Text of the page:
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In December 1999, Response Bioremediation Ltd, a division of Response Environmental Technologies Ltd, was commissioned by the BWP Partnership Ltd, the independent consultant appointed by Clegg Construction, to provide a site-specific bioremediation strategy to remediate the Polyaromatic Hydrocarbon (PAH), Total Petroleum Hydrocarbon (TPH), and Diesel Range Organics (DRO) range of contamination within the soils at a development site in Nottingham.

The site, which formerly comprised a series of workshops, offices and storage facilities, covering an area of approximately 4.5 acres, was to be redeveloped for industrial use.

The site investigations conducted by the BWP and Waterman Environmental (representing the developer, Easter Projects) revealed ground conditions at the site generally comprising made ground/fill underlain by sands and gravels and clay, underlain by the Sherwood Sandstone. Perched water was encountered within the strata above the clay.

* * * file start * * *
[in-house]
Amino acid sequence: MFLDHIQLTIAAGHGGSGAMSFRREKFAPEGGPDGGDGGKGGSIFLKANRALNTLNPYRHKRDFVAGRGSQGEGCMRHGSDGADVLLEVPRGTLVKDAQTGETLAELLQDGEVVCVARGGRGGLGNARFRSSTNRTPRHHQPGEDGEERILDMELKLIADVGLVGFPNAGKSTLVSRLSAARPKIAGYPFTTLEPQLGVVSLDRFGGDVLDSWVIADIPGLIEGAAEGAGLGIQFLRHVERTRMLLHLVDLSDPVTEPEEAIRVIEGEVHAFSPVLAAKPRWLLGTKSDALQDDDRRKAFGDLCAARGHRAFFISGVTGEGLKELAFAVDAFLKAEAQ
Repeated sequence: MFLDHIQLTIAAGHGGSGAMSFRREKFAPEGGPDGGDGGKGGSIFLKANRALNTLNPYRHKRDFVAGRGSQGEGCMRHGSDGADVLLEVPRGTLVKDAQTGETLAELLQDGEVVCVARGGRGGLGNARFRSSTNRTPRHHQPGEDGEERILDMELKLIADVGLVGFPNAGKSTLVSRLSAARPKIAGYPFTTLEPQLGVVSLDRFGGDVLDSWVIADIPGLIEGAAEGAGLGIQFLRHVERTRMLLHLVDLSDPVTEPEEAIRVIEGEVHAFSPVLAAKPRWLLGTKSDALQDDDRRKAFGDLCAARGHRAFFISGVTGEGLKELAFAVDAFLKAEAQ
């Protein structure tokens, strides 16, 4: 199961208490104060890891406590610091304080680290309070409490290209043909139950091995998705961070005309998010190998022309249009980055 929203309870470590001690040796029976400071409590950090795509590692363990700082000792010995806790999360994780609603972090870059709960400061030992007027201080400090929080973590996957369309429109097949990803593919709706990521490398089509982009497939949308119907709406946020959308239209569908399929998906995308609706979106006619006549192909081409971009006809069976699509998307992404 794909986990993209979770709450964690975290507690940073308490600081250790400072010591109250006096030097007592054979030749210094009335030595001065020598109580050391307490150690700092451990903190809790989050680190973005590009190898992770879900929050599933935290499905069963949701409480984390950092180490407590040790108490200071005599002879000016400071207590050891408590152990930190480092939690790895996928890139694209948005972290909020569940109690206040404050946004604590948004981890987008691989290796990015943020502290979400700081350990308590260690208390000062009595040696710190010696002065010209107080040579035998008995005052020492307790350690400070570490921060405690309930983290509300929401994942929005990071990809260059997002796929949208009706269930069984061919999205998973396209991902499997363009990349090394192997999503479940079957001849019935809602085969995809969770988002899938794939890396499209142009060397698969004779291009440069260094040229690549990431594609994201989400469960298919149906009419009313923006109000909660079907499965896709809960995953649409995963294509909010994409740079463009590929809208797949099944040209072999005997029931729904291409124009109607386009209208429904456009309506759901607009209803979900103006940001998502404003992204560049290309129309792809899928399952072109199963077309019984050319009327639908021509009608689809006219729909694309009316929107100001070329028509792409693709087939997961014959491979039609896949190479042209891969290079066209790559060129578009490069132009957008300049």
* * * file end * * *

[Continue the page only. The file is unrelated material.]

Hot spot areas of hydrocarbon contamination were identified throughout the site. The elevated determinands identified were PAH, TPH and DRO with maximum concentrations being recorded at 1,400mg/kg, 3,200mg/kg, and 11,000 mg/kg, respectively, to four metres depth.

In the light of the proposed industrial end-use, the fast-track construction programme and the environmental sensitivity of the aquifer underlying the site, the bioremediation strategy had to provide added value.

Following consultation with the local authority and the Environment Agency, both the bioremediation strategy and the remediation target values of PAH 1,000mg/kg, TPH 2,500mg/lg and DRO 2,500mg/kg were confirmed.

Response Bioremediation Ltd responded to the needs of the project by engineering a site-specific, risk-based, in-situ bioremediation strategy which utilised Precision Injection Technology, incorporating Response Bio-GelTM. This is a non-toxic, non-corrosive, organic, food grade substance used commonly within the food and pharmaceutical industries.

Bio-Gel is used as a carrier, an insulator and an initial source of nourishment for the bacteria used in the bioremediation of soils and water that contain elevated concentrations of petroleum hydrocarbon contamination.

Chemical analysis results after treatment confirmed that the process effectively remediated the site within a nine-week period.


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